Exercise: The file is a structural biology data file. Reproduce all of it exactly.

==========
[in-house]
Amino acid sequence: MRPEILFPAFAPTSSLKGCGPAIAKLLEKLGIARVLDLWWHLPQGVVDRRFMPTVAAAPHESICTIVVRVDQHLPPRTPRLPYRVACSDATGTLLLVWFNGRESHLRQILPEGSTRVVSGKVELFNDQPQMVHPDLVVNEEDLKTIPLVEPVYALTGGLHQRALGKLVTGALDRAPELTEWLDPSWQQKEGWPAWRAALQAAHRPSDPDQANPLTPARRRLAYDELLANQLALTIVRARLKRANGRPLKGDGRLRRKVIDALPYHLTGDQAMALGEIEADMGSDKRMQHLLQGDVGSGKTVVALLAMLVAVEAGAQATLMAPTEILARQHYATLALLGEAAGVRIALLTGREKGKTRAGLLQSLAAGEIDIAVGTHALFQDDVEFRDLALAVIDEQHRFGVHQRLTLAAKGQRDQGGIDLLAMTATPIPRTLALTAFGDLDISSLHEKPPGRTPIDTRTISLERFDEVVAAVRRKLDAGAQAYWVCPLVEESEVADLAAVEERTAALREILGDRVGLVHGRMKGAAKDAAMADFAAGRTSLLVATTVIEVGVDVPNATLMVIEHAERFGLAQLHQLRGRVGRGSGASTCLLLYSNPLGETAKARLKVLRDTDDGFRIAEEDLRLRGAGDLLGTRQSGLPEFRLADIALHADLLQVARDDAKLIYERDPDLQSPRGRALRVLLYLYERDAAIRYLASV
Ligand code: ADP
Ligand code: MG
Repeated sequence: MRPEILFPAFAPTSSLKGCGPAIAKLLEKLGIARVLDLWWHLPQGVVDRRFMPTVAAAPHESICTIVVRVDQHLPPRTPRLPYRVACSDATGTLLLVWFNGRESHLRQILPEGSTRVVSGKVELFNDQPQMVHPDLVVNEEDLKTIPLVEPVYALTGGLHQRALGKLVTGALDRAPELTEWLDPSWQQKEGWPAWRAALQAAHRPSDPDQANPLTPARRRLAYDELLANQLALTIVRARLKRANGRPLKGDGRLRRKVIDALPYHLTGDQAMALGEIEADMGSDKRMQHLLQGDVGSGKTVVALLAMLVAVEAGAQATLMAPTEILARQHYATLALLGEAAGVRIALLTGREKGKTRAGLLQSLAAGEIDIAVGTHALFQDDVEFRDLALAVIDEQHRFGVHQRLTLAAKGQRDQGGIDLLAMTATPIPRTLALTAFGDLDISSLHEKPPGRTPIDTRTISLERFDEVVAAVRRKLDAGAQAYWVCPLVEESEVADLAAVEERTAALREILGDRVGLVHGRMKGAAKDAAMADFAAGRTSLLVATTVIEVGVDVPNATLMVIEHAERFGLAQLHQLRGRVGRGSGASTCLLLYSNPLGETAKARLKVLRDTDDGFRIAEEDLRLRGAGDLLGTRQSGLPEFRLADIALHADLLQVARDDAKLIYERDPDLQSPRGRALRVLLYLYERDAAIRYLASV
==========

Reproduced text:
[in-house]
Amino acid sequence: MRPEILFPAFAPTSSLKGCGPAIAKLLEKLGIARVLDLWWHLPQGVVDRRFMPTVAAAPHESICTIVVRVDQHLPPRTPRLPYRVACSDATGTLLLVWFNGRESHLRQILPEGSTRVVSGKVELFNDQPQMVHPDLVVNEEDLKTIPLVEPVYALTGGLHQRALGKLVTGALDRAPELTEWLDPSWQQKEGWPAWRAALQAAHRPSDPDQANPLTPARRRLAYDELLANQLALTIVRARLKRANGRPLKGDGRLRRKVIDALPYHLTGDQAMALGEIEADMGSDKRMQHLLQGDVGSGKTVVALLAMLVAVEAGAQATLMAPTEILARQHYATLALLGEAAGVRIALLTGREKGKTRAGLLQSLAAGEIDIAVGTHALFQDDVEFRDLALAVIDEQHRFGVHQRLTLAAKGQRDQGGIDLLAMTATPIPRTLALTAFGDLDISSLHEKPPGRTPIDTRTISLERFDEVVAAVRRKLDAGAQAYWVCPLVEESEVADLAAVEERTAALREILGDRVGLVHGRMKGAAKDAAMADFAAGRTSLLVATTVIEVGVDVPNATLMVIEHAERFGLAQLHQLRGRVGRGSGASTCLLLYSNPLGETAKARLKVLRDTDDGFRIAEEDLRLRGAGDLLGTRQSGLPEFRLADIALHADLLQVARDDAKLIYERDPDLQSPRGRALRVLLYLYERDAAIRYLASV
Ligand code: ADP
Ligand code: MG
Repeated sequence: MRPEILFPAFAPTSSLKGCGPAIAKLLEKLGIARVLDLWWHLPQGVVDRRFMPTVAAAPHESICTIVVRVDQHLPPRTPRLPYRVACSDATGTLLLVWFNGRESHLRQILPEGSTRVVSGKVELFNDQPQMVHPDLVVNEEDLKTIPLVEPVYALTGGLHQRALGKLVTGALDRAPELTEWLDPSWQQKEGWPAWRAALQAAHRPSDPDQANPLTPARRRLAYDELLANQLALTIVRARLKRANGRPLKGDGRLRRKVIDALPYHLTGDQAMALGEIEADMGSDKRMQHLLQGDVGSGKTVVALLAMLVAVEAGAQATLMAPTEILARQHYATLALLGEAAGVRIALLTGREKGKTRAGLLQSLAAGEIDIAVGTHALFQDDVEFRDLALAVIDEQHRFGVHQRLTLAAKGQRDQGGIDLLAMTATPIPRTLALTAFGDLDISSLHEKPPGRTPIDTRTISLERFDEVVAAVRRKLDAGAQAYWVCPLVEESEVADLAAVEERTAALREILGDRVGLVHGRMKGAAKDAAMADFAAGRTSLLVATTVIEVGVDVPNATLMVIEHAERFGLAQLHQLRGRVGRGSGASTCLLLYSNPLGETAKARLKVLRDTDDGFRIAEEDLRLRGAGDLLGTRQSGLPEFRLADIALHADLLQVARDDAKLIYERDPDLQSPRGRALRVLLYLYERDAAIRYLASV